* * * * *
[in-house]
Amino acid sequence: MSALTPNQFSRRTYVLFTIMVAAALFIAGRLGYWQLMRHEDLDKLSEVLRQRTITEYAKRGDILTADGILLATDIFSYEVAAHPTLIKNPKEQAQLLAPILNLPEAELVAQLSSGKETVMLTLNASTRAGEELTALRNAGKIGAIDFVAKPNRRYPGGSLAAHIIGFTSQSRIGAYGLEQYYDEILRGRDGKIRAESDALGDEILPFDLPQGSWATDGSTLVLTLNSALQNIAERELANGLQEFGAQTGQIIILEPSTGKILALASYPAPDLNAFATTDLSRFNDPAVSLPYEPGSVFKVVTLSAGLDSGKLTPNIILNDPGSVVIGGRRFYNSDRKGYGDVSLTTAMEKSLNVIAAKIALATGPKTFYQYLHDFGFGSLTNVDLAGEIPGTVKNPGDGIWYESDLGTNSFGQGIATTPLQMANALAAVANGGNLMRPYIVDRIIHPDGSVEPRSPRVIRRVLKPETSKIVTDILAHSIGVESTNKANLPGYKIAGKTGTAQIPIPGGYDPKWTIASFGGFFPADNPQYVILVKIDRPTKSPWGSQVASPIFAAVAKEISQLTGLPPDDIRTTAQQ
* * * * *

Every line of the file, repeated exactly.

[in-house]
Amino acid sequence: MSALTPNQFSRRTYVLFTIMVAAALFIAGRLGYWQLMRHEDLDKLSEVLRQRTITEYAKRGDILTADGILLATDIFSYEVAAHPTLIKNPKEQAQLLAPILNLPEAELVAQLSSGKETVMLTLNASTRAGEELTALRNAGKIGAIDFVAKPNRRYPGGSLAAHIIGFTSQSRIGAYGLEQYYDEILRGRDGKIRAESDALGDEILPFDLPQGSWATDGSTLVLTLNSALQNIAERELANGLQEFGAQTGQIIILEPSTGKILALASYPAPDLNAFATTDLSRFNDPAVSLPYEPGSVFKVVTLSAGLDSGKLTPNIILNDPGSVVIGGRRFYNSDRKGYGDVSLTTAMEKSLNVIAAKIALATGPKTFYQYLHDFGFGSLTNVDLAGEIPGTVKNPGDGIWYESDLGTNSFGQGIATTPLQMANALAAVANGGNLMRPYIVDRIIHPDGSVEPRSPRVIRRVLKPETSKIVTDILAHSIGVESTNKANLPGYKIAGKTGTAQIPIPGGYDPKWTIASFGGFFPADNPQYVILVKIDRPTKSPWGSQVASPIFAAVAKEISQLTGLPPDDIRTTAQQ